Offshore drilling moratorium: US cites blowout preventers' weak spot
The Obama administration on Monday cited control systems on subsea blowout preventers as one reason for its offshore drilling moratorium. But more than a year before the BP oil spill, authorities learned that balky control systems were the most common cause of blowout preventer failure.
Before he leaped into a lifeboat in the middle of the night on April 20, Christopher Pleasant tried to trigger a deep-sea safety device to squelch the oil-well blowout and fire raging aboard the Deepwater Horizon drill rig.Skip to next paragraph
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In those last frantic minutes in the rig's central control room, Mr. Pleasant – a subsea superviser for Transocean, the rig's owner – pressed two buttons simultaneously to activate a 450-ton blowout preventer sitting 5,300 feet below the sea surface. If its massive "shear ram" valve closed, it would slice through the drill pipe and stop the torrent of burning gas.
For one fleeting moment, the control panel lights offered a ray of hope – showing the shear ram and other BOP valves apparently closing. Valve indicator lights flicked from green (open) to red (closed), he told federal investigators in May in New Orleans.
Yet something wasn't right. Another set of gauges just above the BOP control panel showed no hydraulic pressure at all – "no flow," he testified. Also, the fire was still burning. So, despite BOP control system lights showing the shear-ram closed, it was not.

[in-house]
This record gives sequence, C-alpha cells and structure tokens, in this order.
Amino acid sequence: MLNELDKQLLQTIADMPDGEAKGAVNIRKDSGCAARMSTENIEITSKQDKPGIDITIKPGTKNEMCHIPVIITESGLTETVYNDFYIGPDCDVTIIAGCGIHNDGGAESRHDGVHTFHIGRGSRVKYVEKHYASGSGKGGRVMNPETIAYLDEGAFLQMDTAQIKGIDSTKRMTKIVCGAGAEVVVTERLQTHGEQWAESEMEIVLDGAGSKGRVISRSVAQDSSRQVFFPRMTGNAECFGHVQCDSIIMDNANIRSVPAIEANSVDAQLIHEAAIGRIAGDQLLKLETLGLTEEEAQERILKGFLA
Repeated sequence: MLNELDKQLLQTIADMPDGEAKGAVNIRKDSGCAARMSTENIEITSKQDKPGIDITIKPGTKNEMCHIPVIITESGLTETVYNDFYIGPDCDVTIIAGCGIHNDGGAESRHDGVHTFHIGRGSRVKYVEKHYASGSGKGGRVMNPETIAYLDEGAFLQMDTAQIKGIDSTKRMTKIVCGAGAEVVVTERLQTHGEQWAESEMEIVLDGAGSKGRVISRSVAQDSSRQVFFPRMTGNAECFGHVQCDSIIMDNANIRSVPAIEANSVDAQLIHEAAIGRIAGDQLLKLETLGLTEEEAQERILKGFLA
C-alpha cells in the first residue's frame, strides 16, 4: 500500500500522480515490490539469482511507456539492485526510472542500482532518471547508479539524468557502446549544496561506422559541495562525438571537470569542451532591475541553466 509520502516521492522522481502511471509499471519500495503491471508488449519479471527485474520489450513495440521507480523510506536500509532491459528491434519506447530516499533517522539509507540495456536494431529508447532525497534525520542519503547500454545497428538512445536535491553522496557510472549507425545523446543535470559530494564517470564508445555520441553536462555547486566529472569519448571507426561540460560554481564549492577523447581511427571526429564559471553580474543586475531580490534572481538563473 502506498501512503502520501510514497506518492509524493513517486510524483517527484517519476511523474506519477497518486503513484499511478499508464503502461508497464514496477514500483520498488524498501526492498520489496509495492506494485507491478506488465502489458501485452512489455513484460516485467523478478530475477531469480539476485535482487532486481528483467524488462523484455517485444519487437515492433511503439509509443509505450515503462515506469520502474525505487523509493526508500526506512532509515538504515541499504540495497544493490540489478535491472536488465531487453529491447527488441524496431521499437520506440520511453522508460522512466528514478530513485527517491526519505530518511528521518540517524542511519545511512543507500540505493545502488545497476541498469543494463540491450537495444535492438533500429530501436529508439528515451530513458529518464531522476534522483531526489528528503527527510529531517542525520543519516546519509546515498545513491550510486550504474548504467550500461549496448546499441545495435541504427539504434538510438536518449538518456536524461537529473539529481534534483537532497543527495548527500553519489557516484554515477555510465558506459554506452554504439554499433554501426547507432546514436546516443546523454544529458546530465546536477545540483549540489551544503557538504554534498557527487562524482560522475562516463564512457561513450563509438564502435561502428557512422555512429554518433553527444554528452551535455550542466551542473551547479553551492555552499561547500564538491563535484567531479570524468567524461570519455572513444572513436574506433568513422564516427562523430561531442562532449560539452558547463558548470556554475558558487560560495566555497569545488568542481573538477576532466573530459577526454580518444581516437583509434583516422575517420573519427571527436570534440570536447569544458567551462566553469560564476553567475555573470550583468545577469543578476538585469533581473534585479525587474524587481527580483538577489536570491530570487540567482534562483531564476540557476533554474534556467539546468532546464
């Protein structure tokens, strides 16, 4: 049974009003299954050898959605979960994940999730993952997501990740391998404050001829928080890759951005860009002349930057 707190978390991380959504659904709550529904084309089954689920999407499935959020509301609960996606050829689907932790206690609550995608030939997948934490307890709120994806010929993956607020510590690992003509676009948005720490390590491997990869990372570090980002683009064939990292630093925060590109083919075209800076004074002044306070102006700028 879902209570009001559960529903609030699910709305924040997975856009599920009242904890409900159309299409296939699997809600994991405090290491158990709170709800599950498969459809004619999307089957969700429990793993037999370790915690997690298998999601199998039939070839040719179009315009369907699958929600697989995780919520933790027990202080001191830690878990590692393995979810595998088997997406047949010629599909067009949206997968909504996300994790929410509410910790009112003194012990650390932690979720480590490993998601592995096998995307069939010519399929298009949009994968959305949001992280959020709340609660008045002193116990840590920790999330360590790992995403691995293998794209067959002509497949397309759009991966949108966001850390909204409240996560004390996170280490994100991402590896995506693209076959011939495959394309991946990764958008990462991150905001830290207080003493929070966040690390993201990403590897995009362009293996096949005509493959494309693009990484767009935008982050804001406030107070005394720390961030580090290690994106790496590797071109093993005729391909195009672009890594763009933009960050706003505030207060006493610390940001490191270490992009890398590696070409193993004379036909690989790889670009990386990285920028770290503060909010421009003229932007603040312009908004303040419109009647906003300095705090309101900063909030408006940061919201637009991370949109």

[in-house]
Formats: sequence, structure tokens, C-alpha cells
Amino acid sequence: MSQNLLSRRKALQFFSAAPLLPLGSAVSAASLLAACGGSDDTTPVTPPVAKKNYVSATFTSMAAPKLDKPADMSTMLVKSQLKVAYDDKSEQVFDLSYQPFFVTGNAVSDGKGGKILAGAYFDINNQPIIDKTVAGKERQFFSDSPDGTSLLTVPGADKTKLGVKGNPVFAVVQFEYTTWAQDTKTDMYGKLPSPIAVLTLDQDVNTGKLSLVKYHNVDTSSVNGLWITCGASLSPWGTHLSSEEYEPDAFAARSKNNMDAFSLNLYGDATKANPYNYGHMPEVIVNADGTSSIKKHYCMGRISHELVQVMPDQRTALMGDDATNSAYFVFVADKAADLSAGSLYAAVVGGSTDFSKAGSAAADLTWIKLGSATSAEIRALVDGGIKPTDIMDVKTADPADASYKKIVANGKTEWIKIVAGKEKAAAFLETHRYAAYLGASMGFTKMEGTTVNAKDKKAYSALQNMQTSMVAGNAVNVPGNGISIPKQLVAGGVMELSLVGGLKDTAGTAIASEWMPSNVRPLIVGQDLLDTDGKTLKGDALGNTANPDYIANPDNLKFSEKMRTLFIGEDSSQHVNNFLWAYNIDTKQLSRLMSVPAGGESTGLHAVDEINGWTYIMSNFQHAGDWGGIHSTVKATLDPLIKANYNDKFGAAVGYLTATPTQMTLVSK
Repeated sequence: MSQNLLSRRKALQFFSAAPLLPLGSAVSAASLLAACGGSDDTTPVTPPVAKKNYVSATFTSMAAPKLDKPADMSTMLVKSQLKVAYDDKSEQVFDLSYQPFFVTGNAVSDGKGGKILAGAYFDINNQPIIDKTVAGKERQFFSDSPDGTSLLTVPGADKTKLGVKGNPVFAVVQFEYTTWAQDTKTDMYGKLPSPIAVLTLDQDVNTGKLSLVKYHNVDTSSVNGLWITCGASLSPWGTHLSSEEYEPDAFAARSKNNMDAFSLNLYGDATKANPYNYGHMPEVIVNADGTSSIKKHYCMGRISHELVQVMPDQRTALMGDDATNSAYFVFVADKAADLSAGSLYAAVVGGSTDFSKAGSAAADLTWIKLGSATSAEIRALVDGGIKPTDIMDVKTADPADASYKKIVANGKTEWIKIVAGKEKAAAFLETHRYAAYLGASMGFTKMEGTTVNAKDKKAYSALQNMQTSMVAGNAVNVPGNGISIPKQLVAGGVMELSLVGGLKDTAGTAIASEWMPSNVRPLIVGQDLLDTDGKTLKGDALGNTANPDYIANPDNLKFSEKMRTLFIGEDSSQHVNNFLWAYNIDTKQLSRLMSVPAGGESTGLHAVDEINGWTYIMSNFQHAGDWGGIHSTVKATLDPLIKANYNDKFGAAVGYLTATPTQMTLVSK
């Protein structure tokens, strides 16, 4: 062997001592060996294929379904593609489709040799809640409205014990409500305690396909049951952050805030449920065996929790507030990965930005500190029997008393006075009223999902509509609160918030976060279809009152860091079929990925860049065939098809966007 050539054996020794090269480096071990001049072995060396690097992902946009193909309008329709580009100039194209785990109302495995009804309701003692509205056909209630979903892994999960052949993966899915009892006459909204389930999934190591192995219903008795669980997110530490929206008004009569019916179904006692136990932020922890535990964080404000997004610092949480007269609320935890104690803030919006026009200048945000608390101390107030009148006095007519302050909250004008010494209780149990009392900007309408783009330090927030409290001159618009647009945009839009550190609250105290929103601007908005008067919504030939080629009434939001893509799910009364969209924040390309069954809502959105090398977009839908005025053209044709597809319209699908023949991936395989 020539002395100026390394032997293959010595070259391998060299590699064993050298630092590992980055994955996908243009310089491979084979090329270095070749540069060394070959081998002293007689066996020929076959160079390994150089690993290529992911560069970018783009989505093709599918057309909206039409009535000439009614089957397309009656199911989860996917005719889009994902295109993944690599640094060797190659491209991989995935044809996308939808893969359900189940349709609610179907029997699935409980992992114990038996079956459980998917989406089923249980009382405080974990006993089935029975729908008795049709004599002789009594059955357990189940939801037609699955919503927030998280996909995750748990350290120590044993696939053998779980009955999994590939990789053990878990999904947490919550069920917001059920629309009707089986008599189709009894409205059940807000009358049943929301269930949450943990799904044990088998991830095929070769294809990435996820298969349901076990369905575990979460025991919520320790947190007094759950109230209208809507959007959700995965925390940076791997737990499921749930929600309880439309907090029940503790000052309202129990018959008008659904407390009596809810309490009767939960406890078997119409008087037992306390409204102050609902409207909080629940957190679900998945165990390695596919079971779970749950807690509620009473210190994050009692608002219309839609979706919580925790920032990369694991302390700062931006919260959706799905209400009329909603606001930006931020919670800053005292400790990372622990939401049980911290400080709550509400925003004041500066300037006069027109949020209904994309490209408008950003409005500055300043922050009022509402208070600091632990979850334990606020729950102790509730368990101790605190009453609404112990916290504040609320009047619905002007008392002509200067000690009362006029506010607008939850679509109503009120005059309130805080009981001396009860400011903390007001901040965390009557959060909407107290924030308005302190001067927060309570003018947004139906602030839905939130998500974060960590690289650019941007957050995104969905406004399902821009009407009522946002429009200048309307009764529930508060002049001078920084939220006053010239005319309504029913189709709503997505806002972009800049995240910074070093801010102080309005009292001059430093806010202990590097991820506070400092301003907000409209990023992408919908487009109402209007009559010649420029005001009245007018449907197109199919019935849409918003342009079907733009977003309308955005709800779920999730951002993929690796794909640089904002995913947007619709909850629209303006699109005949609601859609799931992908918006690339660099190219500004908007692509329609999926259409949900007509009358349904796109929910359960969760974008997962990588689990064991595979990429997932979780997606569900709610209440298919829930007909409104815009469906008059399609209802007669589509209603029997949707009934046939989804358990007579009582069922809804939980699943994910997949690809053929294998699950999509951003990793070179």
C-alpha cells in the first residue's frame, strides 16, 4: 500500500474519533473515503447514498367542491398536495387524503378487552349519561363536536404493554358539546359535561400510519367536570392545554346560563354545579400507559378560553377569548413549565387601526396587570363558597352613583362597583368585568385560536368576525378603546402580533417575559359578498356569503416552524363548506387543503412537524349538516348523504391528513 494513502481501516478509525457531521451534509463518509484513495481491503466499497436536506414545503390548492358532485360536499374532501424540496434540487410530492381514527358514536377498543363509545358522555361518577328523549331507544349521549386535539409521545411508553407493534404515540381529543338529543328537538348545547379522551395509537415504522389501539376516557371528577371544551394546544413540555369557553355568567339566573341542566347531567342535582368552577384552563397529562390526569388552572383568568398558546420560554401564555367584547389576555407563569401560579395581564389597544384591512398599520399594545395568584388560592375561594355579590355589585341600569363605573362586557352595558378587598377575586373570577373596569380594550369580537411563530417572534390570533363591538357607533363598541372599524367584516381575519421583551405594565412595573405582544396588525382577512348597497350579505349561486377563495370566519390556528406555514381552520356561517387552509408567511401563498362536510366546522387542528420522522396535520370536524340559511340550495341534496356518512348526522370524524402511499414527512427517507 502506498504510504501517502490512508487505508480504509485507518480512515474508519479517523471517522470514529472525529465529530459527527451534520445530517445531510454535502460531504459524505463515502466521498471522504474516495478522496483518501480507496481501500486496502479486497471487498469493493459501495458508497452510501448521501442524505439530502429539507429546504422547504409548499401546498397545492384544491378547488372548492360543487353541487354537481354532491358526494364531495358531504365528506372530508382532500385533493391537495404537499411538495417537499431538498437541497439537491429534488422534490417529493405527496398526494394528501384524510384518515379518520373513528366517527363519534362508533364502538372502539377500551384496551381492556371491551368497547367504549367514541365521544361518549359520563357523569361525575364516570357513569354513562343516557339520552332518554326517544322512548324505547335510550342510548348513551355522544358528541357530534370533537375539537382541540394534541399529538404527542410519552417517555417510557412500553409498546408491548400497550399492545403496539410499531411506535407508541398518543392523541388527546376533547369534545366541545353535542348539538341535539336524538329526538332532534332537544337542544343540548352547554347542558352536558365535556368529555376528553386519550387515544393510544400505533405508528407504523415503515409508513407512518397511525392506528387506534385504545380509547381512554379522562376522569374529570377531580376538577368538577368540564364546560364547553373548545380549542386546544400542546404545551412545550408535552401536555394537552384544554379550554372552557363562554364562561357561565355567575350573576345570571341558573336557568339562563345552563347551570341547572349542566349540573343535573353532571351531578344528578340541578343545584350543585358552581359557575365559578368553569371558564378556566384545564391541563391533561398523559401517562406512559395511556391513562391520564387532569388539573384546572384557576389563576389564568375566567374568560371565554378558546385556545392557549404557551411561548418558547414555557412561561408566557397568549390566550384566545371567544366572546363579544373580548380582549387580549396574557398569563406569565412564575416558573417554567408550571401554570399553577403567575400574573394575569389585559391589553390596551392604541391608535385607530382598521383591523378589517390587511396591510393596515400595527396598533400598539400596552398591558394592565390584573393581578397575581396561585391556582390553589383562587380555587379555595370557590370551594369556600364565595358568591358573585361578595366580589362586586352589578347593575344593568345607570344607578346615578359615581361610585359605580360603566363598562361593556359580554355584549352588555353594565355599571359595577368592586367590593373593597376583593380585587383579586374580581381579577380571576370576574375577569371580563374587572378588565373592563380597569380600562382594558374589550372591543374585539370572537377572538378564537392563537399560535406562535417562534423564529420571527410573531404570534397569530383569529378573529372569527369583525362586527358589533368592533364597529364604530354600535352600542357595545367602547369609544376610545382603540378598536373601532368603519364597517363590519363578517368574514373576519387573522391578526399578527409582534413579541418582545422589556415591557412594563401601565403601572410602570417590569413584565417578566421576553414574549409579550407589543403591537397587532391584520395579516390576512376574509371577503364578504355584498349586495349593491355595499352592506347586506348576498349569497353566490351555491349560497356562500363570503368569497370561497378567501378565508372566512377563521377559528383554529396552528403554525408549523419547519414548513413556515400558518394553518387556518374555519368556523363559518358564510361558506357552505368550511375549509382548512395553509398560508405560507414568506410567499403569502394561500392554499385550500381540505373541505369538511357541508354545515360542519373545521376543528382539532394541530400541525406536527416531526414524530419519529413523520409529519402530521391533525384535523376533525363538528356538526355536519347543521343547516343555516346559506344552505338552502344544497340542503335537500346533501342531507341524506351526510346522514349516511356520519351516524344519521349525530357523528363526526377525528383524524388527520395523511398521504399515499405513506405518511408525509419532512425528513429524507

"I knew it was time to leave," Pleasant testified.
No one knows yet just why the rig's BOP did not work – or why the device's hydraulic-electric control system gave Pleasant the wrong readings. That mystery won't be solved unless the BOP is pulled off the sea floor months from now. But when the Obama administration on Monday issued a revised offshore drilling moratorium in the Gulf, it cited fresh concerns about the reliability of BOP control systems as one reason for its action.
Indeed, more than a year before Pleasant's frantic efforts to stop an inferno, a large study of BOP reliability in the Gulf of Mexico had warned industry experts and federal safety officials that balky control systems were by far the most common cause of BOP failure – and apparently getting worse.
Altogether, 63 percent of blowout preventer test failures cited in that 2009 study, a joint effort by the industry and the regulatory US Minerals Management Service (MMS), involved control systems. By contrast, a similar study a decade earlier had found control systems were responsible for 51 percent of BOP failures.
Control systems are vulnerable to leaks
Blowout preventer control systems are hydraulic and electrical units housed in two waterproof pods – the electronic brains of the school-bus-size BOP stacks. The pods – one blue, one yellow – are identical systems, each a backup for the other. Hydraulic and electrical conduits run from the rig deck above the ocean's surface to the pods on the sea floor.
But these control systems, many of them newer-generation units activated by microprocessors, are vulnerable to leaks and failures that can render a BOP useless, according to the closely held study, first reported by the Monitor.
Those microprocessor-based, or "multiplex," control systems enable BOPs to respond in an instant to an electrical signal from the rig – a rate much faster in deep water than that of older, hydraulic-only systems. But there is a downside, too.
"These systems are newer within the industry and thus efforts to improve reliability have not been as extensive," the 2009 study found. They "are much more complex, with more subsea components."